A man who was accused of starting a blaze which engulfed scores of shacks in Alexandra, Johannesburg, has died, Gauteng police said on Friday. Police spokesperson Captain Mavela Masondo said the man had died in hospital after he was allegedly assaulted by the community on Thursday. "We are now investigating a case of murder," Masondo said. Masondo earlier said, "We do not have evidence of an arson attack and we can't label it as such yet." Masondo also appealed to the community to not take the law into their own hands and urged all those who may have information about how the fire started to come forward.
Hundreds of people have been displaced and others have lost everything they had, except for the clothes on their backs. Some told journalists that they were homeless and had "nowhere else to go".
At the same time, questions about adequate fire fighting abilities have been raised, with Johannesburg Mayor Herman Mashaba blaming overpopulation in his city and surrounding areas and "stretching limited resources to cover more people and communities". "Government should help the city in dealing with undocumented foreign nationals and together, help us regulate proper structures in which people could live in," Mashaba said. The mayor assured residents that his priority was buying efficient fire engines because the shortage of the special vehicles was what Mashaba had conceded to as a crisis. He said however, he was glad that the fire had not claimed any lives.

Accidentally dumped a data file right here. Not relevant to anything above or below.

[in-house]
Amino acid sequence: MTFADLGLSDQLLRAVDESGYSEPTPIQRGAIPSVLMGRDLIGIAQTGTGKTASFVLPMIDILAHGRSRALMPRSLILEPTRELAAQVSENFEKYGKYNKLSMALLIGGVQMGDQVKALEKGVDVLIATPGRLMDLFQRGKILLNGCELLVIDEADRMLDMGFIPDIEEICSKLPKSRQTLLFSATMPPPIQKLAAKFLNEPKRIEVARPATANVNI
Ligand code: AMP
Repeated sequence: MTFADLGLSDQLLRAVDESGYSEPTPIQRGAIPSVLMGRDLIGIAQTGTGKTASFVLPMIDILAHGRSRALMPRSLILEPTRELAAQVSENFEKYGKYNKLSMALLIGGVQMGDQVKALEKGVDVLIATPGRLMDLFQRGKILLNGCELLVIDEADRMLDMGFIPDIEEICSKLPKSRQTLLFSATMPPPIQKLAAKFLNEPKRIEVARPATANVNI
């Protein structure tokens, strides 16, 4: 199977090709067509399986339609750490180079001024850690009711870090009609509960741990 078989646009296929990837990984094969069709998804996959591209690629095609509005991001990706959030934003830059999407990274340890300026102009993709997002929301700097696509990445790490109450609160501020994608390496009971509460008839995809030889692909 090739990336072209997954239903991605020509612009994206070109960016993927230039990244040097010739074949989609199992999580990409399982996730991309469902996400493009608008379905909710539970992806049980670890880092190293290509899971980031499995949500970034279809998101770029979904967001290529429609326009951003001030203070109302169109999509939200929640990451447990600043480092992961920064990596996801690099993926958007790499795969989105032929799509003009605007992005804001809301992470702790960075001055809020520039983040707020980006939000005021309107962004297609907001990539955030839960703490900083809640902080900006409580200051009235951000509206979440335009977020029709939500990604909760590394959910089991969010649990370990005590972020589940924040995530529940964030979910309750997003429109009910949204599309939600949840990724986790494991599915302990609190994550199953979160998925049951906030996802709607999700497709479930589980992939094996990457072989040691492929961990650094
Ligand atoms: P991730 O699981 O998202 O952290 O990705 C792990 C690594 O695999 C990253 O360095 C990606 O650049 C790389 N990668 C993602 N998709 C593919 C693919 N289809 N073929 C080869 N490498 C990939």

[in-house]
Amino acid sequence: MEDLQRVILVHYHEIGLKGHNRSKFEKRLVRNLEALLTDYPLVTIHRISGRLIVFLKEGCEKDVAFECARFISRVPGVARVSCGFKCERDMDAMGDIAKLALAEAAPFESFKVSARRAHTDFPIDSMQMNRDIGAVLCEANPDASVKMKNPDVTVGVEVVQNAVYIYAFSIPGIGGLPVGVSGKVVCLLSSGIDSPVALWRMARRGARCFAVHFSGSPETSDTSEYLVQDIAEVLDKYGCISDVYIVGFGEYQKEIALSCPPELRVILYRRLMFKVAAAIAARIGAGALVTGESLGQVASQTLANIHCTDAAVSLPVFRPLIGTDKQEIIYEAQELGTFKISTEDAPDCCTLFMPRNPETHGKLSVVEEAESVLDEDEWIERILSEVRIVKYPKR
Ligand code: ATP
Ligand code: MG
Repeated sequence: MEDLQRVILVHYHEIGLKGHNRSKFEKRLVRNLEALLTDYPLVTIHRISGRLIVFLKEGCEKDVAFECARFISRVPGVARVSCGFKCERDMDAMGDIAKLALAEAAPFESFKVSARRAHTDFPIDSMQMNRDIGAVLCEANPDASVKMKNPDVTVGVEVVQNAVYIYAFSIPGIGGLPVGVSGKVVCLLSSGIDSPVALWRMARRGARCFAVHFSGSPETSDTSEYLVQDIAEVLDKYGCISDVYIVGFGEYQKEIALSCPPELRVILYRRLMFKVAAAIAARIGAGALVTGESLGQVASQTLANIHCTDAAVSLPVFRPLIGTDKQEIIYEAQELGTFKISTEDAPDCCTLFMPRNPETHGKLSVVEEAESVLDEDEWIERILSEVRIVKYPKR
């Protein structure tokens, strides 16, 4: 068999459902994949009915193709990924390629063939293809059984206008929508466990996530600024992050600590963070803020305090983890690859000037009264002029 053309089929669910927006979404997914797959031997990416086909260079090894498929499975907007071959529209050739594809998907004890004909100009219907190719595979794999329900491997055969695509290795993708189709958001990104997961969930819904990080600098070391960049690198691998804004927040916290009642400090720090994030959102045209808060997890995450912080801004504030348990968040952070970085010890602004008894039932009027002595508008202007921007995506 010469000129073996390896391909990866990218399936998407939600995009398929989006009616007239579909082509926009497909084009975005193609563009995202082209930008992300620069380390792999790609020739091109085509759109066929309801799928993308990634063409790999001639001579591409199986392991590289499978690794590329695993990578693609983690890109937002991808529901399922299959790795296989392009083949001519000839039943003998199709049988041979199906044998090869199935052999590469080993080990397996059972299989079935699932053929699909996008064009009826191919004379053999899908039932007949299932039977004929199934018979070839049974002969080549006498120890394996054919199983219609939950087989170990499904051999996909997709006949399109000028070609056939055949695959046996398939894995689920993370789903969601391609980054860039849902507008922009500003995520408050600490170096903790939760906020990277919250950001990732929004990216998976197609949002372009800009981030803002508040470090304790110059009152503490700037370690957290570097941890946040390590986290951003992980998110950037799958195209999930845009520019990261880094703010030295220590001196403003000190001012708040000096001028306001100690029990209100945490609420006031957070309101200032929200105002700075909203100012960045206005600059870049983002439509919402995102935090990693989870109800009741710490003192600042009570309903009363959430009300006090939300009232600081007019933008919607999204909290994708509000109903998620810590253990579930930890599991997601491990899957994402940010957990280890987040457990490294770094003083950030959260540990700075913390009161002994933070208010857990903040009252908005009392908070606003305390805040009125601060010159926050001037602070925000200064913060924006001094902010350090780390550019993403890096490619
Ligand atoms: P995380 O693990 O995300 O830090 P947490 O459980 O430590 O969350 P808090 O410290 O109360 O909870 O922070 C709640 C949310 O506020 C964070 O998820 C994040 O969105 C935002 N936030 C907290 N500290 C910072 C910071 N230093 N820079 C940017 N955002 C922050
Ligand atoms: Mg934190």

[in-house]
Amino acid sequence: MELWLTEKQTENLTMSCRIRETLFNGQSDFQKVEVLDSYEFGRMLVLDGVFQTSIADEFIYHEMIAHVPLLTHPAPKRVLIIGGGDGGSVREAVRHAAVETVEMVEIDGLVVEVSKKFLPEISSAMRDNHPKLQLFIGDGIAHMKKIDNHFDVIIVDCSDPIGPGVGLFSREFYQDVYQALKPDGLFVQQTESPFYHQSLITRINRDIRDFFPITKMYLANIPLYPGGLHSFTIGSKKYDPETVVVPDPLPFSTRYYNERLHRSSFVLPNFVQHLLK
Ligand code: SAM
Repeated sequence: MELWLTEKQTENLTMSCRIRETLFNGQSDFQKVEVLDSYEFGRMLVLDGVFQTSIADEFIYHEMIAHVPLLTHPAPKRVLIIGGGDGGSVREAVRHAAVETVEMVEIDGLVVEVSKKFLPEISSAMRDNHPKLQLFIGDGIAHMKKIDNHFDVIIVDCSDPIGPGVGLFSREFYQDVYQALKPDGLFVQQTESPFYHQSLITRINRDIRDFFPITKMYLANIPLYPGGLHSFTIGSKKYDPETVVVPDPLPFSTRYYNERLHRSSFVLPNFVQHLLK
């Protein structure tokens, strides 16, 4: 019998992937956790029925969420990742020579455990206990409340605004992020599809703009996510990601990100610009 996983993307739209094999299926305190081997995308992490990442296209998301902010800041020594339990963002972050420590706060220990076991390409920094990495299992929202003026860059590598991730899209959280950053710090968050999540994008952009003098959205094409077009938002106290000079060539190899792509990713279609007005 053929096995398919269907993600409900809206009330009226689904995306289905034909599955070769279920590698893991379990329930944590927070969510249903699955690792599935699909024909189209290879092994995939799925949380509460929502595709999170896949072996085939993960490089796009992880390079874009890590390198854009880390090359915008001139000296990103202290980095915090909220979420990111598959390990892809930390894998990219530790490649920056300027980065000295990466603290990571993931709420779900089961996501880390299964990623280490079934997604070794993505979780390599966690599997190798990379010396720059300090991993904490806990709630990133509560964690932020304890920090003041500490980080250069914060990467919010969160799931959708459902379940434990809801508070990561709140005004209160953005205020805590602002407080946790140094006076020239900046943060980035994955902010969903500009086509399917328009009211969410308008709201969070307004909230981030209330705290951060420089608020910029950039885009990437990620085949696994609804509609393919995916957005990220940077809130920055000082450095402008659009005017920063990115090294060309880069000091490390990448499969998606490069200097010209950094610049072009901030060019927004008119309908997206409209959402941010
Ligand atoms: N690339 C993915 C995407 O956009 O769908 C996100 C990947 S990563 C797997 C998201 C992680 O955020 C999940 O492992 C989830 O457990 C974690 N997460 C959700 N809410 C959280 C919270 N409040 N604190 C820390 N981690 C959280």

"Over 20 fire engines are in the process of being procured. A tender is out but I cannot involve myself in its processes... but believe it should be concluded soon," Mashaba said. Mashaba added that he sympathised with those who lost their belongings and pledged "reasonable assistance" once he understood the nature of the challenge and a proper report had been tabled. He said that he would also be "writing a letter to the home affairs department and the Human Rights Commission to seek ways to deal with overpopulation decisively.